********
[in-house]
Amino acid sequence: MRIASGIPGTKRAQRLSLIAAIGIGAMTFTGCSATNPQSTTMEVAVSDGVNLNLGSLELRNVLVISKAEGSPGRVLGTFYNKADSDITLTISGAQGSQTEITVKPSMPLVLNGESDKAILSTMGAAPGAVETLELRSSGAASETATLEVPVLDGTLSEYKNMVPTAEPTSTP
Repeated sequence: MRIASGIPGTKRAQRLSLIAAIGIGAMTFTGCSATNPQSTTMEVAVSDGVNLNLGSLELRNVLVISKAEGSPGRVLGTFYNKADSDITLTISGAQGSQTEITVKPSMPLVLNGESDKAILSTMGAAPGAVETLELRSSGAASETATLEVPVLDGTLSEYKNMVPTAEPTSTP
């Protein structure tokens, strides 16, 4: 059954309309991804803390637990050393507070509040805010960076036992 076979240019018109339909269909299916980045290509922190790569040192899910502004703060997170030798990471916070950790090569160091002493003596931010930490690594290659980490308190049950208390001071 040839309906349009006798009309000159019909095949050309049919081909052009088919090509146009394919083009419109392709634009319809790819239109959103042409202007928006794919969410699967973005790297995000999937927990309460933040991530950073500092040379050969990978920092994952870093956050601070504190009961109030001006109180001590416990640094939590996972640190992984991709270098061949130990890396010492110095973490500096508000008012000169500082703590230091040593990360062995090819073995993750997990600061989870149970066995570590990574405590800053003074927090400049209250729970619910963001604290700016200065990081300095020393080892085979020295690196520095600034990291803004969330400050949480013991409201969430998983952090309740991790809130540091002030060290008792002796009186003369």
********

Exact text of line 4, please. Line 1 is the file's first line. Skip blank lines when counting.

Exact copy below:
């Protein structure tokens, strides 16, 4: 059954309309991804803390637990050393507070509040805010960076036992 076979240019018109339909269909299916980045290509922190790569040192899910502004703060997170030798990471916070950790090569160091002493003596931010930490690594290659980490308190049950208390001071 040839309906349009006798009309000159019909095949050309049919081909052009088919090509146009394919083009419109392709634009319809790819239109959103042409202007928006794919969410699967973005790297995000999937927990309460933040991530950073500092040379050969990978920092994952870093956050601070504190009961109030001006109180001590416990640094939590996972640190992984991709270098061949130990890396010492110095973490500096508000008012000169500082703590230091040593990360062995090819073995993750997990600061989870149970066995570590990574405590800053003074927090400049209250729970619910963001604290700016200065990081300095020393080892085979020295690196520095600034990291803004969330400050949480013991409201969430998983952090309740991790809130540091002030060290008792002796009186003369």